Much has been written about how Artificial Intelligence (AI) is changing the way that customers interact with brands. Tools such as chatbots are offering a way to provide an immediate and automated service and successfully handling many simple questions from customers. People are getting very used to asking ‘Alexa’ for help when they have a question about almost anything.
AI is becoming very pervasive, even for people who might generally avoid new technologies, but how does this change the customer service frontline – the contact centre? It is clear from the recent Webhelp study undertaken with YouGov that customers are actually quite wary of too much automation – they still prefer human interactions – but what do the people in the contact centre think?
I thought it would be a great idea to talk to some of our team, so I arranged a focus group with our customer service advisors who handle customer interactions on behalf of our clients every day to find out what they thought about AI and how it might change their role at work and their life in general. They had some really interesting insights that I’d like to share with you here.
Our first topic was the customer experience itself. How do customers experience a brand when they are usually interacting with a contact centre and how might this change if an AI chatbot was managing the interaction? Comments included:
“Customers don’t always get what you’re saying when you’re on the phone; or they don’t want to hear it, so they just ignore it. How is a computer going to be able to navigate that?”
“Chatbots are really fast and quite responsive.”
“There is nothing more infuriating than phoning someone up and having to keep pressing buttons.”
These are quite measured responses. It’s true that when automated systems are implemented poorly they can be very annoying, but as mentioned, when they do work they work well. However, that’s a great comment about conversing with people. If customers ignore or miss information when they talk to other people, how will an AI system learn to manage that?
What about the question of whether a brand should automate, or use human advisors, or should the customer be able to choose? Should there even be a customer choice here or should a company just make the decision?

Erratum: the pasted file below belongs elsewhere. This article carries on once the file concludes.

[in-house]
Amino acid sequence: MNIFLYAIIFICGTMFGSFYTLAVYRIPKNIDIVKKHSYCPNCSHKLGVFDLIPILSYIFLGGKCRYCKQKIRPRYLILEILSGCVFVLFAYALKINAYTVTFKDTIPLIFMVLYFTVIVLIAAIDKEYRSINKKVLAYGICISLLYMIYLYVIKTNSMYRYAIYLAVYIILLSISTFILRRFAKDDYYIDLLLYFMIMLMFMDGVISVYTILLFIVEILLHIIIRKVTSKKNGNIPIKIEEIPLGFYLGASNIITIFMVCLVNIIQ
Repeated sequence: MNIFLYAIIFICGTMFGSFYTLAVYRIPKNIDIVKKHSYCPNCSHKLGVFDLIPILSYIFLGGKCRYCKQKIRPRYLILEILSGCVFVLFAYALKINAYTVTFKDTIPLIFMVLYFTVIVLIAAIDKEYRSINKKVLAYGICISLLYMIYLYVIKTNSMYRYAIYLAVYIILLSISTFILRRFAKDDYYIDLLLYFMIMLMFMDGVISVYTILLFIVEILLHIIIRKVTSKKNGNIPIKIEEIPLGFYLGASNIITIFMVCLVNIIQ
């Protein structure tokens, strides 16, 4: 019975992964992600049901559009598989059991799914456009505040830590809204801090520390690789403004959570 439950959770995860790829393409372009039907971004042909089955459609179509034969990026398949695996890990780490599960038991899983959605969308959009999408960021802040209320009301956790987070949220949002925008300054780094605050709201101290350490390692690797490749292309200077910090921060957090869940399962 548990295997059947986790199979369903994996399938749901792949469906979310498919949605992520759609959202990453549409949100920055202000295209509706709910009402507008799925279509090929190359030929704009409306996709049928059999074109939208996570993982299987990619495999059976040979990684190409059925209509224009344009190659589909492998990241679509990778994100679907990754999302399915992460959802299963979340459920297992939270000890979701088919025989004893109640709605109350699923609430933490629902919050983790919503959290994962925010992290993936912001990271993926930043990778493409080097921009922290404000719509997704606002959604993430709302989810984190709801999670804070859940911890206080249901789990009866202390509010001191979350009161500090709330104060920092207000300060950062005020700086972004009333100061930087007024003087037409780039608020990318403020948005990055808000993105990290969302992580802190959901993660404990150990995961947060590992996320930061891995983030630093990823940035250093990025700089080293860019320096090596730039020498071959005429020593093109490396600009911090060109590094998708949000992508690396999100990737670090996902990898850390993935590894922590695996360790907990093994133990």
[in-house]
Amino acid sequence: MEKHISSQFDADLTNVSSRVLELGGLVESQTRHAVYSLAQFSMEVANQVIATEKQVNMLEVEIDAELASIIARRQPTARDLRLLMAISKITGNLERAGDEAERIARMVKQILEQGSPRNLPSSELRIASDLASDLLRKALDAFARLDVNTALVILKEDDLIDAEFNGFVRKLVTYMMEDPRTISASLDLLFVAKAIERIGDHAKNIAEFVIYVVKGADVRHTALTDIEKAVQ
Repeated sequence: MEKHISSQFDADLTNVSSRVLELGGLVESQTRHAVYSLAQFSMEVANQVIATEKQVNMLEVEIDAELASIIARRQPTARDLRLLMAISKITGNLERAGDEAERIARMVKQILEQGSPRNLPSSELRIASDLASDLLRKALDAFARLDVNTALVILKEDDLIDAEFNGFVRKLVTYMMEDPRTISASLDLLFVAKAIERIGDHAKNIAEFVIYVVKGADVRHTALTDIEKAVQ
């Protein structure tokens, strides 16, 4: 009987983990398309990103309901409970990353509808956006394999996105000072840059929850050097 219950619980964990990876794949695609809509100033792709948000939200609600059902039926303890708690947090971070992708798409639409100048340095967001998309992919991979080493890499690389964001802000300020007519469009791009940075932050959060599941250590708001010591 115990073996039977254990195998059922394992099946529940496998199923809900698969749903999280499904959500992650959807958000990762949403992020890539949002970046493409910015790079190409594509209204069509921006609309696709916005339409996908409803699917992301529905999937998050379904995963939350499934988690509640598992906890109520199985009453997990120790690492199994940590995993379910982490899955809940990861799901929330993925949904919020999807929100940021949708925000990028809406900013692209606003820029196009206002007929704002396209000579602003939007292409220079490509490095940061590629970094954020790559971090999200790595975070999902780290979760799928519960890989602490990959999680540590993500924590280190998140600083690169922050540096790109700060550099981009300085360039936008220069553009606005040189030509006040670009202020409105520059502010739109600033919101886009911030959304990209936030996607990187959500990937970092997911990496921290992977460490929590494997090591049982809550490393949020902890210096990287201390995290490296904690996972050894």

“I think the option always has to be to speak to someone.”
“As long as you give them the option, you may find that people actually choose the automated version over time. But the majority will probably start with humans because they’re comfortable with that. It’s important not to take the human element away from them.”
“It’s about choice – and being able to choose when you speak to a chatbot and when you speak to a human in order to get to something, rather than going through a complicated process.”
“There are some people who get a little anxious about calling up as it creates anxiety for them to actually speak to another human. They might find it comfortable to speak to a chatbot or a speech recognition assistant.”
This is very interesting because the team acknowledged that sometimes the customer doesn’t really want to talk to a person anyway. Think about a company that is calling people to collect outstanding loan payments. The collections process might even work better if the customer can just talk to a computer rather than a real person – nobody feels any shame talking to a robot. It’s also interesting to see that the team believes that the customer should have some choice, but they should always have the right to change their mind. For example, they might think that a chatbot can handle their simple question, but it starts struggling. At this point it should be easy to switch to a human, otherwise the entire process will start feeling complex and challenging.